pin-hole leaks in copper pipes

Home Forums Public Forums General Plumbing pin-hole leaks in copper pipes

Viewing 4 reply threads
  • Author
    Posts
    • #273647
      MasterPlumbers
      Keymaster

      Anyone know of a preventitive measure? How about sacrificial anodes? Do they work?

      thanks

      pense

    • #288214

      Mssr. Pense: All water heaters in this country have a sacrificial anodes inside. They are placed there by the manufacturers to protect the inside of the tank from pin hole leak failures during the warranty period. They are so effective, that if you remove the anode, the warranty is void.
      Sacrificial anodes are used to protect buried steel gas and water
      lines from corrosive attack.
      Steel bridges..oil wells and ships also use the Sacrificial anode concept to protect against premature failure from corrosion.
      This same protection is some times called “Cathodic Protection”
      The part being protected is the “Cathode” and the sacrificial metal is the “Anode.”
      Different types of metals are used for different applications..
      Zinc is used primarily for the protection of steel piping.
      Magnesium is the metal of choice for the protection of water heater tanks and piping that comes in contact with potable water supplies.
      Sacrificial anodes can be either passive or active. The water heater anode is a passive type. Active anodes have a Positive DC voltage applied to it,to excellerate or increase its’ effectiveness.
      Akmed

    • #288215

      Thanks for a very intelligent reply. However, I still have this problem: My leaks (there have been two over a 3-month period) are not in the water heater but in copper piping some distance from the water heater.

      Could the loss of the anodes in the water heater be causing these leaks? If so how do I go about replacing the anodes in the heater? Are they easily accessible? Would the be available in a plumbing supplier or would I have to order them from the heater manufacturer?

      thanks

      pense

    • #288216

      quote:


      Originally posted by Akmed:
      Mssr. Pense: All water heaters in this country have a sacrificial anodes inside. They are placed there by the manufacturers to protect the inside of the tank from pin hole leak failures during the warranty period. They are so effective, that if you remove the anode, the warranty is void.
      Sacrificial anodes are used to protect buried steel gas and water
      lines from corrosive attack.
      Steel bridges..oil wells and ships also use the Sacrificial anode concept to protect against premature failure from corrosion.
      This same protection is some times called “Cathodic Protection”
      The part being protected is the “Cathode” and the sacrificial metal is the “Anode.”
      Different types of metals are used for different applications..
      Zinc is used primarily for the protection of steel piping.
      Magnesium is the metal of choice for the protection of water heater tanks and piping that comes in contact with potable water supplies.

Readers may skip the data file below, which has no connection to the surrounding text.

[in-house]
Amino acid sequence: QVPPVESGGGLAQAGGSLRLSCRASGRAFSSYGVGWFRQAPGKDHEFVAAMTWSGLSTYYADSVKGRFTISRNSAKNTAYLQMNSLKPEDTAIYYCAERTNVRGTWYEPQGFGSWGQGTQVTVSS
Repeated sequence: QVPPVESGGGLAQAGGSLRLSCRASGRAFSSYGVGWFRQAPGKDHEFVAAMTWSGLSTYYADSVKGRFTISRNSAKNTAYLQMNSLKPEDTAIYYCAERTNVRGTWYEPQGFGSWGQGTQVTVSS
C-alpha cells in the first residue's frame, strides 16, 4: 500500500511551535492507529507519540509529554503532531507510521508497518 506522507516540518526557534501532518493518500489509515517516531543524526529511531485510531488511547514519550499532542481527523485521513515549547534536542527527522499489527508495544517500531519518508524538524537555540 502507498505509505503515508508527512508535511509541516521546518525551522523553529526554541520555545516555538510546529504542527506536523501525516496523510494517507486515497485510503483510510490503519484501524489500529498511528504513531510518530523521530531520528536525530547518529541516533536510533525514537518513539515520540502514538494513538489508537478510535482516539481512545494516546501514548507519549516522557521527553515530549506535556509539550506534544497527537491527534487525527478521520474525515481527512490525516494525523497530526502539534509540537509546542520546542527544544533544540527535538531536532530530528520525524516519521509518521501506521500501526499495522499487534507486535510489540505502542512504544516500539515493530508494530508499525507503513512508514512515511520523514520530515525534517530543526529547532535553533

Sacrificial anodes can be either passive or active. The water heater anode is a passive type. Active anodes have a Positive DC voltage applied to it,to excellerate or increase its’ effectiveness.
      Akmed


      Thanks for your reply to Pense. My son just delegated the ttask of finding out what treatment could be applied to avert continued Pin hole problems. His occurred t least two in the past 5 years in cold water lines.And yes they were found inside the walls. Our fix at this time was to use a gasket and hose clamp. This was very effective after tear down to locate them. Your pointing out thr use of thr sacrificial rods in water heaters makes a good augumrnt for building a pass thru chamber into the water line where it enters the house. Perhaps such a thing is already available.
      Thank you
      George email georharg@att.net

    • #288217
      joe

      I’m not a plumber, but I’ve been involved in the renovation/ construction business for quite some time and I ran across this problem in a house that always sprang leaks on cold copper water feeds. Turns out there were 2 things which may have contributed to the problem.
      #1. The 1/2″ copper pipe used was “M” copper which has a much thinner wall than the typical “L” copper that most plumbers will use for installations in this area (NorthEast USA). In each instance there always was a small amount of green corrosion around the pin hole.
      #2. The mechanical ground for the electrical panel was attached to the main cold water feed to the house using the copper pipe as the grounding rod. An electrician was called in to assess the situation and he installed a new ground rod and re-routed the ground cable so it wasn’t attached the the plumbing system…which is the way it should have been done in the first place. This seemed to have solved the problem as there hasn’t been any pin-hole leaks in about 4 years. So, whether it was the grounding problem alone, or a combination of the 2 is strictly speculation.
      Hope this info is of some help.

Viewing 4 reply threads
  • You must be logged in to reply to this topic.

Pin It on Pinterest

Share This